These bills not only have the potential to significantly increase housing production, but also may signal a new era of progress and compromise around labor standards in housing bills, which is key to moving major housing legislation in California.

SB 886 – CEQA Exemption for Student Housing

SB 886 would create a CEQA exemption for housing projects undertaken by public universities. This makes perfect sense: our public colleges and universities do not have enough housing, many students are housing-insecure or homeless due to high housing costs, and not having to do environmental review under CEQA makes housing quicker, easier, and cheaper to build. Letting students, faculty and staff live near campus is almost always an environmental benefit, since it cuts down on driving. The bill also contains several environmental provisions that go even farther, such as exempting certain environmentally-sensitive sites and requiring projects not to cause a net increase in greenhouse gas emissions.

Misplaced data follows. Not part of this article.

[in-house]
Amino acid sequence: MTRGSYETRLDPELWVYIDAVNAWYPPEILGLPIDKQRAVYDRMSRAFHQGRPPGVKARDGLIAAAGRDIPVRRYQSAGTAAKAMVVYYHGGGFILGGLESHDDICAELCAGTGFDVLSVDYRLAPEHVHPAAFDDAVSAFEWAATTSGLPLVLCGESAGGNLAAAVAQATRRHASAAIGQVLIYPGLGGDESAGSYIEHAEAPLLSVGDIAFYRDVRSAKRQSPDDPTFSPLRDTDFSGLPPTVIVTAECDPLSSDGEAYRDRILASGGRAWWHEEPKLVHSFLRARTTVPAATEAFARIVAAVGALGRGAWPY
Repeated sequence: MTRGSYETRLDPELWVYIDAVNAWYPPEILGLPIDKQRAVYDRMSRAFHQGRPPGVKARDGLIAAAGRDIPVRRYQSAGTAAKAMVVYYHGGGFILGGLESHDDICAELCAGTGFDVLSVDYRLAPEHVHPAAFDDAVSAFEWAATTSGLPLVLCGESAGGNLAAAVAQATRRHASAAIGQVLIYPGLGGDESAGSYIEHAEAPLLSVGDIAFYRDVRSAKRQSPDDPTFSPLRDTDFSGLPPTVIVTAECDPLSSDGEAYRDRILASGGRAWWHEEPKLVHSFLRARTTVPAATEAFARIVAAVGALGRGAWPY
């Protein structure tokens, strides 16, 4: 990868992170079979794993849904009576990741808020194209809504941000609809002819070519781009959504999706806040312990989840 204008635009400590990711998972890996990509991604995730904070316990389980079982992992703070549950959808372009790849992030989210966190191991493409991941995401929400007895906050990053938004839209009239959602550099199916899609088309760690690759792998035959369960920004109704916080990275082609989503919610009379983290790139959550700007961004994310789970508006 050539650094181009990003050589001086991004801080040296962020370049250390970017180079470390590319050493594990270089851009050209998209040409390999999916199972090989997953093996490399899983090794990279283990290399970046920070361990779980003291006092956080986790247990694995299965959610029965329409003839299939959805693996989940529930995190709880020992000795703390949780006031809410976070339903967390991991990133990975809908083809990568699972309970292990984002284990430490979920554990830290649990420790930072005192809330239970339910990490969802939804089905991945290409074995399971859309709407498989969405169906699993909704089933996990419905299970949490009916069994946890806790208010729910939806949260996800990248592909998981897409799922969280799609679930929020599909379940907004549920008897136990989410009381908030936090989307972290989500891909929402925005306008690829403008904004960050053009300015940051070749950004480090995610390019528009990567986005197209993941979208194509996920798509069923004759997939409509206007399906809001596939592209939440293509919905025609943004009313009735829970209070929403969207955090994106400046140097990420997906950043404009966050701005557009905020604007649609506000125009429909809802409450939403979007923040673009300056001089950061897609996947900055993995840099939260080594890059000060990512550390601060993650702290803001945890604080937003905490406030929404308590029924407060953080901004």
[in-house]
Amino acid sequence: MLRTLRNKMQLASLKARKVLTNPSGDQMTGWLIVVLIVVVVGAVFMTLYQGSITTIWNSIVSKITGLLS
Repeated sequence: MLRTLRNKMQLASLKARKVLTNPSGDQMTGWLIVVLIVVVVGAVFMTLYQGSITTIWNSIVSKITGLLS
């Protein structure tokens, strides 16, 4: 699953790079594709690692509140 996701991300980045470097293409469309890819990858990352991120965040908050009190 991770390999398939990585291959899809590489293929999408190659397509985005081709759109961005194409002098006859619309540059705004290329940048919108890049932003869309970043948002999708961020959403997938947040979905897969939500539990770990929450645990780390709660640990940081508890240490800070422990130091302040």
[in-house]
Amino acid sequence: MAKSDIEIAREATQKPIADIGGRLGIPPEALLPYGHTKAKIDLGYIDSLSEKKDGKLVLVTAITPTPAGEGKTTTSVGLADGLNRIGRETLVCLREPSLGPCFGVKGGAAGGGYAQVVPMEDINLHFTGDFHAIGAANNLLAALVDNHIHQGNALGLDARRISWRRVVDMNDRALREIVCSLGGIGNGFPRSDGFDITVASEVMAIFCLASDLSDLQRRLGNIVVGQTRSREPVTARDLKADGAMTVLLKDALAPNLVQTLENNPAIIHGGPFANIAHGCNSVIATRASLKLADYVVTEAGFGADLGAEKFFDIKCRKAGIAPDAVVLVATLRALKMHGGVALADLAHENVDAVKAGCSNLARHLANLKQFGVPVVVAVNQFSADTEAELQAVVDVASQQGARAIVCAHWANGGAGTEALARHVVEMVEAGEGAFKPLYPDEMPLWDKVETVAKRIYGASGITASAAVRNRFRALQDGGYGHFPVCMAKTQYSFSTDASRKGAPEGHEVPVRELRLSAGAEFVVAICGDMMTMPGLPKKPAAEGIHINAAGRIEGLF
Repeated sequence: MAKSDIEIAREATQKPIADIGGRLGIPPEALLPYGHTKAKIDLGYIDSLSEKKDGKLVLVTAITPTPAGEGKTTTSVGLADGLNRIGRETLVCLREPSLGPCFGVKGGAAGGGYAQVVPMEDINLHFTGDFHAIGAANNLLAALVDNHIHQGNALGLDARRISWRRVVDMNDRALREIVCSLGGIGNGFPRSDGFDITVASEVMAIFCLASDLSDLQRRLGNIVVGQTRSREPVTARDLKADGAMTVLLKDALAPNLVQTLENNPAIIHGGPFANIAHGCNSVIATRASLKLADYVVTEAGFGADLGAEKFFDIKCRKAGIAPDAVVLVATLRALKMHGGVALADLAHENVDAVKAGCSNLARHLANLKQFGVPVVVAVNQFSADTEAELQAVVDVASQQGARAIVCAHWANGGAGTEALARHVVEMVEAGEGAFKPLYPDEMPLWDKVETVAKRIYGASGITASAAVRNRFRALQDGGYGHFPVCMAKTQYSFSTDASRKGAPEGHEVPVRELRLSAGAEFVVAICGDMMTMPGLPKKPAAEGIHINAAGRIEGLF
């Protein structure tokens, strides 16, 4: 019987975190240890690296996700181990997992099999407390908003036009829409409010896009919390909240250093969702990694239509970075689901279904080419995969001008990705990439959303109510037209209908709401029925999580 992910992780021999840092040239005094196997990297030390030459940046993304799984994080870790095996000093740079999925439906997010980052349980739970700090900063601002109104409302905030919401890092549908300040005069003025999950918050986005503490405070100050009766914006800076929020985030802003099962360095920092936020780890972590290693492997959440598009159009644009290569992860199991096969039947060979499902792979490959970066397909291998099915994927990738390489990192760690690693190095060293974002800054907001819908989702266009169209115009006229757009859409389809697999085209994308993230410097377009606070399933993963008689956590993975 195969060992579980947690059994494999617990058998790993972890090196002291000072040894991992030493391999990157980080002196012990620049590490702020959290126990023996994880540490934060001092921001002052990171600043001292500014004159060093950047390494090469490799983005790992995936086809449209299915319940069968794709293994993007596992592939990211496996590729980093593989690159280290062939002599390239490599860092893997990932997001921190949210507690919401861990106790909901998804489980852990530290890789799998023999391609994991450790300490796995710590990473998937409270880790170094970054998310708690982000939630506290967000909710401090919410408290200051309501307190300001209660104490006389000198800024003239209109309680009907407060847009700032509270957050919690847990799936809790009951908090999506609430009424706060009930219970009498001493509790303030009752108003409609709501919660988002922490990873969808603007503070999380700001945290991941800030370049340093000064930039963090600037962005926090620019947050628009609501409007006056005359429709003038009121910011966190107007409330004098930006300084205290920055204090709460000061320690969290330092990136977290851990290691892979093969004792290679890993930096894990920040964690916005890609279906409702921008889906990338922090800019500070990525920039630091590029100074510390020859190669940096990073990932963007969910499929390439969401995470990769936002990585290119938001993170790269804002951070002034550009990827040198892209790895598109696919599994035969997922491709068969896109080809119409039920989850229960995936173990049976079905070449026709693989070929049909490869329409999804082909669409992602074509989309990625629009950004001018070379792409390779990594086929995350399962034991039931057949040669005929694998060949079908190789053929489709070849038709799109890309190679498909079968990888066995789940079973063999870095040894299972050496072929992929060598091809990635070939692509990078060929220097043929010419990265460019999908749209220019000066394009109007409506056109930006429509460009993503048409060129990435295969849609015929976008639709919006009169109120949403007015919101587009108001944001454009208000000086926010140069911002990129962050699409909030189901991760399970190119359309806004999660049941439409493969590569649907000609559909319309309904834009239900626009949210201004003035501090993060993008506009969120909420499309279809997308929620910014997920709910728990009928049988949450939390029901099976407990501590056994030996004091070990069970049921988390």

SB 897 – ADU Update

SB 897 would build on California’s groundbreaking laws facilitating Accessory Dwelling Units (ADUs) by making them even easier to build. It does this in a few ways, including making it easier to build second-story ADUs, allowing garage conversions for Junior ADUs and reducing multifamily residential parking requirements for multifamily ADUs, which existing law allows to be formed to some extent from existing non-habitable spaces like garages and carports. ADUs may be small, but they’re a big deal: in 2021, ADUs were 10% of the state’s new housing.

SCA 2 – Article 34 Repeal